A prospective randomised clinical and histological study of superficial burn wound healing with honey and silver sulfadiazine

Burns. 1998 Mar;24(2):157-61. doi: 10.1016/s0305-4179(97)00113-7.


Histological and clinical studies of wound healing have been made on comparable fresh partial thickness burns with honey dressing or silver sulfadiazine (SSD) in two groups of 25 randomly allocated patients. Of the wounds treated with honey 84 per cent showed satisfactory epithelialization by the 7th day, and in 100 per cent of the patients by the 21st day. In wounds treated with silver sulfadiazine, epithelialization occurred by the 7th day in 72 per cent of the patients and in 84 per cent of patients by 21 days. Histological evidence of reparative activity was seen in 80 per cent of wounds treated with the honey dressing by the 7th day with minimal inflammation. Fifty two per cent of the silver sulfadiazine treated wounds showed reparative activity with inflammatory changes by the 7th day. Reparative activity reached 100 per cent by 21 days with the honey dressing and 84 per cent with SSD. Thus in honey dressed wounds, early subsidence of acute inflammatory changes, better control of infection and quicker wound healing was observed while in the SSD treated wounds sustained inflammatory reaction was noted even on epithelialization.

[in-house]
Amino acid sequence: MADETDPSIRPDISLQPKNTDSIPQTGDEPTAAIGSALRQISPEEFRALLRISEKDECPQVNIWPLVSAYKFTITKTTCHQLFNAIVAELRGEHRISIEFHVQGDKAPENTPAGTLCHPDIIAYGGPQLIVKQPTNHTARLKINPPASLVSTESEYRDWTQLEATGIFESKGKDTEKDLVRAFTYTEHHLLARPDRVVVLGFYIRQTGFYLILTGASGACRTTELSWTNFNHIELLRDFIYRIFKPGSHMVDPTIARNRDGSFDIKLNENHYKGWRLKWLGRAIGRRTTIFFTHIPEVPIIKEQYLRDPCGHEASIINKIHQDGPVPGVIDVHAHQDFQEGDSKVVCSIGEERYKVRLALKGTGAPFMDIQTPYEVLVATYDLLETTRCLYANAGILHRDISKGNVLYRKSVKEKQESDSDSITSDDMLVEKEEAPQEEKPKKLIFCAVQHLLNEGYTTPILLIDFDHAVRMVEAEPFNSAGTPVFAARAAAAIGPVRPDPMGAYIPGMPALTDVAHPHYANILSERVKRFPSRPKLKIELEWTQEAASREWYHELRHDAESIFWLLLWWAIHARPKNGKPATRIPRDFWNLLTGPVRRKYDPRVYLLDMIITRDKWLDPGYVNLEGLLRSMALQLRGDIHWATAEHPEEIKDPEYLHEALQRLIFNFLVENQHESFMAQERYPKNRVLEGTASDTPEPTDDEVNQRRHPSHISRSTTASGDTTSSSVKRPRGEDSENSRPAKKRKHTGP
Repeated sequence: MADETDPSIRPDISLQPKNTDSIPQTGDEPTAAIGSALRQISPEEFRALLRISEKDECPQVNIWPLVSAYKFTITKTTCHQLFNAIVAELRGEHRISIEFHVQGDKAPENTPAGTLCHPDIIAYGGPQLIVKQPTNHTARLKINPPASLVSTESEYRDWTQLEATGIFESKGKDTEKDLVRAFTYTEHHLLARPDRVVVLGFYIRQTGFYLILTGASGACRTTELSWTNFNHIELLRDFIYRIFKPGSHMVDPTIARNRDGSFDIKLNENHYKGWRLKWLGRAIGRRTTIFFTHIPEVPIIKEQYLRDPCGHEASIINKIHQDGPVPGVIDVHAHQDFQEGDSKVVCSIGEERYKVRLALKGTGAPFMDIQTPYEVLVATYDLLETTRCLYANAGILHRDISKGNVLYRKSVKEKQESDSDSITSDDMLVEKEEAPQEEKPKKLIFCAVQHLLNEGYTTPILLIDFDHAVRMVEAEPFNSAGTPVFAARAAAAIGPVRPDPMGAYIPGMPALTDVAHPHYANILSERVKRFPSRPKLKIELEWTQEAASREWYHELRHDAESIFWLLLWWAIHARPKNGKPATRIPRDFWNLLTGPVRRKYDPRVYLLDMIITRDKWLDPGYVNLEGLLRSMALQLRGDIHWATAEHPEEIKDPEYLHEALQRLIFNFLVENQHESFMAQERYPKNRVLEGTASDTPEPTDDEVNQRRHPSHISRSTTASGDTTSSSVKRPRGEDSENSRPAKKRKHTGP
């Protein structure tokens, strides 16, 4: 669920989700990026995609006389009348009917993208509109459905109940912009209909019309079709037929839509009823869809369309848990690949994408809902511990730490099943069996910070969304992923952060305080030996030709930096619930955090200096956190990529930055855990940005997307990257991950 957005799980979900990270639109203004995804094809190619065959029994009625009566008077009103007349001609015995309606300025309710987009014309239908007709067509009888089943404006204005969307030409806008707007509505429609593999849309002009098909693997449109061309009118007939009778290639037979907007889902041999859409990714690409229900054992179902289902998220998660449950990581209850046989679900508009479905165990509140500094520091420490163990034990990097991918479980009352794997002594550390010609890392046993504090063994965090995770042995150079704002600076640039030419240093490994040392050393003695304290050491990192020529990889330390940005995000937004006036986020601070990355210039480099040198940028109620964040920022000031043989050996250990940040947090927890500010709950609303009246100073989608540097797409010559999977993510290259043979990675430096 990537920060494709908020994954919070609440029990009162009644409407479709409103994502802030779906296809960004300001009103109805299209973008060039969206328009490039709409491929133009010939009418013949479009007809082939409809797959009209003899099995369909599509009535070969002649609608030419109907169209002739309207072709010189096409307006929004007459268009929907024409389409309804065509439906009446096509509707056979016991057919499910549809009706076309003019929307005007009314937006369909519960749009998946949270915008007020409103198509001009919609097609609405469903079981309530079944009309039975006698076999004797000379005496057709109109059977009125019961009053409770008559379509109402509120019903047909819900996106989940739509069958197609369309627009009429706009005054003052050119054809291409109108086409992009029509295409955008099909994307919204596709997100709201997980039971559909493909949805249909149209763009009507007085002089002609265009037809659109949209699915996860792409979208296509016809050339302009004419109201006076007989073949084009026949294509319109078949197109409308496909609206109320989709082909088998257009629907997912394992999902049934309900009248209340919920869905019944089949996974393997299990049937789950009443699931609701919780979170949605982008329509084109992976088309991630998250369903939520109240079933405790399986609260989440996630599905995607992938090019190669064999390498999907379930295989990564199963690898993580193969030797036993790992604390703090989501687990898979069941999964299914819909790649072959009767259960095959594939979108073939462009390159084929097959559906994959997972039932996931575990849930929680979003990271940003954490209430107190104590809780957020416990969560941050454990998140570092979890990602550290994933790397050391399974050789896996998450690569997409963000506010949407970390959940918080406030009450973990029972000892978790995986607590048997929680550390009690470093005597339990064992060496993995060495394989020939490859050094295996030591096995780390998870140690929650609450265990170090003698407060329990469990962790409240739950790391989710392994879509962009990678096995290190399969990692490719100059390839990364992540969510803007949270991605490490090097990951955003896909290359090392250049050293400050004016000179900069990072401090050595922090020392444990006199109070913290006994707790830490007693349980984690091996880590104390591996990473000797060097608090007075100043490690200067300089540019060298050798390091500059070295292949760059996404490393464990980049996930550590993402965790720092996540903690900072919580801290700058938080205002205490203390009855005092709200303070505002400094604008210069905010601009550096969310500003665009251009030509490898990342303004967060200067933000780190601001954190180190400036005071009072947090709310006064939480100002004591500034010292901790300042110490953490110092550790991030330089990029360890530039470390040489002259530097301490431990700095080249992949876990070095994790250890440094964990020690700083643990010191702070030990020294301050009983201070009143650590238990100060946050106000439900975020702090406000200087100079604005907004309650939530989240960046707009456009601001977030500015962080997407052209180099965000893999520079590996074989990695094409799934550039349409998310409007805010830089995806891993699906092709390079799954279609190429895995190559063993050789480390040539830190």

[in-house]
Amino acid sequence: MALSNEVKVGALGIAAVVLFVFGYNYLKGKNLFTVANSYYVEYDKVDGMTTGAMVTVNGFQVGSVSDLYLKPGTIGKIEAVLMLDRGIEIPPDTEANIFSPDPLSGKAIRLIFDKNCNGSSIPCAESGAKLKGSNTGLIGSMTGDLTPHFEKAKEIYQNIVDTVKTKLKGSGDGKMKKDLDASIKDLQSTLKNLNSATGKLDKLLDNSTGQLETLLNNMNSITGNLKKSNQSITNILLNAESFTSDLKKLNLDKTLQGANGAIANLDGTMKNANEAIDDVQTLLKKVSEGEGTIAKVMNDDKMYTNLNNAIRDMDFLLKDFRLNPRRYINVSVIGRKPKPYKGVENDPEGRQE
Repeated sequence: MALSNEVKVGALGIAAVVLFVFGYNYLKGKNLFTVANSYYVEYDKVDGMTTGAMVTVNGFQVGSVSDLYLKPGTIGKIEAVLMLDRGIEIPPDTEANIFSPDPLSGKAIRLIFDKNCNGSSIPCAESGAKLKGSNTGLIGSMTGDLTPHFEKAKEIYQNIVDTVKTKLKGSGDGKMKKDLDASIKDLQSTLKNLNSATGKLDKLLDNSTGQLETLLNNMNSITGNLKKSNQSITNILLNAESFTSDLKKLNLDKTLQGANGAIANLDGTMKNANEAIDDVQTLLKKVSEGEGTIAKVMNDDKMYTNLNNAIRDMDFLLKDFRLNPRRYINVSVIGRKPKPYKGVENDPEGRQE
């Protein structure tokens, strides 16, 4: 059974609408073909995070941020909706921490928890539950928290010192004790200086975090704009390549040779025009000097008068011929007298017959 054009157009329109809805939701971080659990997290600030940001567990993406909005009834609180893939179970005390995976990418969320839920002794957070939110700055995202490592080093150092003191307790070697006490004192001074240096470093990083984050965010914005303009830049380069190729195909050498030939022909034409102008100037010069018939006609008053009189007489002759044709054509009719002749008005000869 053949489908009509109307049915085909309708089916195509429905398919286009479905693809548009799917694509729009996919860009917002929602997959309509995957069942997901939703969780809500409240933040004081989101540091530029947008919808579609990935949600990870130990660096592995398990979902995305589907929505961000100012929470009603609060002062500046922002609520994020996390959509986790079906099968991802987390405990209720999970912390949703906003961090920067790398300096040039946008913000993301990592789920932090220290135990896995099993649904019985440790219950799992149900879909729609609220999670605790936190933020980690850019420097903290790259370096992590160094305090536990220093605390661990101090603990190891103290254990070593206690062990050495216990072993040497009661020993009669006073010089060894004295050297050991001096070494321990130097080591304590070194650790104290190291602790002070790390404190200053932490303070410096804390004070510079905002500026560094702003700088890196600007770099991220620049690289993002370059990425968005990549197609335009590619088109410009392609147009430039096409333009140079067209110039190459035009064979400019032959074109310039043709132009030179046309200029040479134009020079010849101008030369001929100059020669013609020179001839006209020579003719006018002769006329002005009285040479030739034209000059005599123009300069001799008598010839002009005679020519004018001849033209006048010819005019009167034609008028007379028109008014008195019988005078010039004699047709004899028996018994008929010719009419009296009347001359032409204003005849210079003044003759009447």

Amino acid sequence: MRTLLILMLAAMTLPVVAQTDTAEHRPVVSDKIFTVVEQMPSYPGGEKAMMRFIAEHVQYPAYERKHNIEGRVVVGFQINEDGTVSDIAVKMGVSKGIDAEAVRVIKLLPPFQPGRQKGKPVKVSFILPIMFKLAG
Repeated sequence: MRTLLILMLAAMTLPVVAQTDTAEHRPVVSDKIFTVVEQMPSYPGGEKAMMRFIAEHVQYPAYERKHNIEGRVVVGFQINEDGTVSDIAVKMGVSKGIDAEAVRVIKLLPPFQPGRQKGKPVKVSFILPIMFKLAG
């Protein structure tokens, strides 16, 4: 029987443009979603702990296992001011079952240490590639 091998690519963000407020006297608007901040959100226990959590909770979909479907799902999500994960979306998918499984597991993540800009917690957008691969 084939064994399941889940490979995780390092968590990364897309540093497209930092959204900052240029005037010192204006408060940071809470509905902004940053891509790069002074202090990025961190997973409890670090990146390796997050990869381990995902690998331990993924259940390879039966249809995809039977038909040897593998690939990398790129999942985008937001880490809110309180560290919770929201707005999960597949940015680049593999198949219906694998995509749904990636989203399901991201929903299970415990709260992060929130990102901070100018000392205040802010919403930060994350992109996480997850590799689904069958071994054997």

Publication types

  • Clinical Trial
  • Comparative Study
  • Randomized Controlled Trial

MeSH terms

  • Administration, Topical
  • Adolescent
  • Adult
  • Anti-Infective Agents, Local / administration & dosage
  • Anti-Infective Agents, Local / therapeutic use*
  • Bandages
  • Burns / drug therapy*
  • Burns / pathology
  • Child
  • Child, Preschool
  • Female
  • Follow-Up Studies
  • Honey*
  • Humans
  • Male
  • Middle Aged
  • Prospective Studies
  • Silver Sulfadiazine / administration & dosage
  • Silver Sulfadiazine / therapeutic use*
  • Skin / drug effects
  • Skin / pathology
  • Treatment Outcome
  • Wound Healing / drug effects*


  • Anti-Infective Agents, Local
  • Silver Sulfadiazine